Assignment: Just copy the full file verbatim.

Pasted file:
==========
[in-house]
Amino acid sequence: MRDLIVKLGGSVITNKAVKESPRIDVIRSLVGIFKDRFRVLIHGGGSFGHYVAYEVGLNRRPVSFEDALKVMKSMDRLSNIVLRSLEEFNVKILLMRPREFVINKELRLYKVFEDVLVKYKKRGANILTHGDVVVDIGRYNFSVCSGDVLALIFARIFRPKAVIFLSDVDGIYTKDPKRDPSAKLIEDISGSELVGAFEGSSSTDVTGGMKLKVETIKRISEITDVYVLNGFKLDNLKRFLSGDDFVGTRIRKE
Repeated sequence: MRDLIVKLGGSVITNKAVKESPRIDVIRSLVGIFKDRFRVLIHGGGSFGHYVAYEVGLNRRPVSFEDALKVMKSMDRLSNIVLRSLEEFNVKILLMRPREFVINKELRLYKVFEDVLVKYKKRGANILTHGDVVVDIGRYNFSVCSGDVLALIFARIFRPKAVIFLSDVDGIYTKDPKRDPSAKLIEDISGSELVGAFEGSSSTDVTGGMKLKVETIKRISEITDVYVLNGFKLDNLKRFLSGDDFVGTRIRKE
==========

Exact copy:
[in-house]
Amino acid sequence: MRDLIVKLGGSVITNKAVKESPRIDVIRSLVGIFKDRFRVLIHGGGSFGHYVAYEVGLNRRPVSFEDALKVMKSMDRLSNIVLRSLEEFNVKILLMRPREFVINKELRLYKVFEDVLVKYKKRGANILTHGDVVVDIGRYNFSVCSGDVLALIFARIFRPKAVIFLSDVDGIYTKDPKRDPSAKLIEDISGSELVGAFEGSSSTDVTGGMKLKVETIKRISEITDVYVLNGFKLDNLKRFLSGDDFVGTRIRKE
Repeated sequence: MRDLIVKLGGSVITNKAVKESPRIDVIRSLVGIFKDRFRVLIHGGGSFGHYVAYEVGLNRRPVSFEDALKVMKSMDRLSNIVLRSLEEFNVKILLMRPREFVINKELRLYKVFEDVLVKYKKRGANILTHGDVVVDIGRYNFSVCSGDVLALIFARIFRPKAVIFLSDVDGIYTKDPKRDPSAKLIEDISGSELVGAFEGSSSTDVTGGMKLKVETIKRISEITDVYVLNGFKLDNLKRFLSGDDFVGTRIRKE